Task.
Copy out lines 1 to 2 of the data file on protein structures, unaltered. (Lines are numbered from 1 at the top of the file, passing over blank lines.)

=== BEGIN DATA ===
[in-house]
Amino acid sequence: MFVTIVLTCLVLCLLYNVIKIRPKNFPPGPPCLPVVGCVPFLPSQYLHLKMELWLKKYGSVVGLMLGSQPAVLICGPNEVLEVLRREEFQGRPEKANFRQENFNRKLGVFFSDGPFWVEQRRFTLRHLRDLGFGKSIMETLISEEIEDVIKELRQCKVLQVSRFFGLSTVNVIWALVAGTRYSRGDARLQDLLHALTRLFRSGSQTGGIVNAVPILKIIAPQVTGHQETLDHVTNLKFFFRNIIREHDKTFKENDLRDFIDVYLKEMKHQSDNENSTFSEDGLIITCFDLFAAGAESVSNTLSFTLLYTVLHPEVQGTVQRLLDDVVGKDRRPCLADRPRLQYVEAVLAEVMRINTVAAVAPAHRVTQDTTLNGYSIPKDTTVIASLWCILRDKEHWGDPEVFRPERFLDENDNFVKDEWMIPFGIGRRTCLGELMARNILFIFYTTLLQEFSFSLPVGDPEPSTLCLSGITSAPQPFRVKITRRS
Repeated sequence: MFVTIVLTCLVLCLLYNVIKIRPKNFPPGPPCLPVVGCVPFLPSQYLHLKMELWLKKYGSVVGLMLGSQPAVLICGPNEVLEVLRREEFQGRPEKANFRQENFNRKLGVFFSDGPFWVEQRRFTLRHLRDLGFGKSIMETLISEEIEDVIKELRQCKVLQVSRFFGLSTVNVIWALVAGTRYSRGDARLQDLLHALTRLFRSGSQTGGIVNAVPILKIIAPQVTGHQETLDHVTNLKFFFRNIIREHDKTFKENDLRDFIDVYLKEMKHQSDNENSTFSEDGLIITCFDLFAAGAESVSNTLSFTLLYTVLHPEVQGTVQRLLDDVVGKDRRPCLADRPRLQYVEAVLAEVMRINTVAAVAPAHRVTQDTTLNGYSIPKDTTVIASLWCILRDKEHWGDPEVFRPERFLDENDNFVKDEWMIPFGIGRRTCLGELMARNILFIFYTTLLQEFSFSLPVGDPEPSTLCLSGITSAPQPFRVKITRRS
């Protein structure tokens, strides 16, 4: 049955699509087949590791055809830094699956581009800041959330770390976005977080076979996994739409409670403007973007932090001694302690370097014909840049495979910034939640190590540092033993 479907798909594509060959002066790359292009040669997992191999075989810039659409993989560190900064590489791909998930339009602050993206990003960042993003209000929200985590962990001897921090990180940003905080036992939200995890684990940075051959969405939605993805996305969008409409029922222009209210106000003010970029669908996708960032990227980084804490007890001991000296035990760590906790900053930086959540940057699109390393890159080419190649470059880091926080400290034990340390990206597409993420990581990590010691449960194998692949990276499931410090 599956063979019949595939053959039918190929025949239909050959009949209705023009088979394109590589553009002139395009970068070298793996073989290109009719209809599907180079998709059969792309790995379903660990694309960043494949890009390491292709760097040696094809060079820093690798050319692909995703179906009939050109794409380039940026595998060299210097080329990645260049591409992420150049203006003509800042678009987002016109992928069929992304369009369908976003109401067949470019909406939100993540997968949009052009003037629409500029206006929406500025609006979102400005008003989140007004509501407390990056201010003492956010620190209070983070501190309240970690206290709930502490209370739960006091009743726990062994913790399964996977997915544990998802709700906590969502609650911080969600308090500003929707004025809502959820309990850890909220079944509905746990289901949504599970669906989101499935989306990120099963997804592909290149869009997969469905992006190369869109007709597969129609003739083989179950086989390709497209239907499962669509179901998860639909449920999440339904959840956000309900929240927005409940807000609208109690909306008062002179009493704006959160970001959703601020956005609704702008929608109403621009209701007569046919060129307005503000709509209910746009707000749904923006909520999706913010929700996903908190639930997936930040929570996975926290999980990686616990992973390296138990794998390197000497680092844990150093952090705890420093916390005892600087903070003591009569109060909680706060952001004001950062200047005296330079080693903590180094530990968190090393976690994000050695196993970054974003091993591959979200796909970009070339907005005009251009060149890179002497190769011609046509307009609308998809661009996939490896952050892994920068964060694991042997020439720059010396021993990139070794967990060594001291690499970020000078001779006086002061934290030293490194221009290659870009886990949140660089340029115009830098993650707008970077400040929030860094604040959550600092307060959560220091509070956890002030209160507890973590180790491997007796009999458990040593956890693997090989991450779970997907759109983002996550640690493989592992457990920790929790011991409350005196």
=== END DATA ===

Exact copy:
[in-house]
Amino acid sequence: MFVTIVLTCLVLCLLYNVIKIRPKNFPPGPPCLPVVGCVPFLPSQYLHLKMELWLKKYGSVVGLMLGSQPAVLICGPNEVLEVLRREEFQGRPEKANFRQENFNRKLGVFFSDGPFWVEQRRFTLRHLRDLGFGKSIMETLISEEIEDVIKELRQCKVLQVSRFFGLSTVNVIWALVAGTRYSRGDARLQDLLHALTRLFRSGSQTGGIVNAVPILKIIAPQVTGHQETLDHVTNLKFFFRNIIREHDKTFKENDLRDFIDVYLKEMKHQSDNENSTFSEDGLIITCFDLFAAGAESVSNTLSFTLLYTVLHPEVQGTVQRLLDDVVGKDRRPCLADRPRLQYVEAVLAEVMRINTVAAVAPAHRVTQDTTLNGYSIPKDTTVIASLWCILRDKEHWGDPEVFRPERFLDENDNFVKDEWMIPFGIGRRTCLGELMARNILFIFYTTLLQEFSFSLPVGDPEPSTLCLSGITSAPQPFRVKITRRS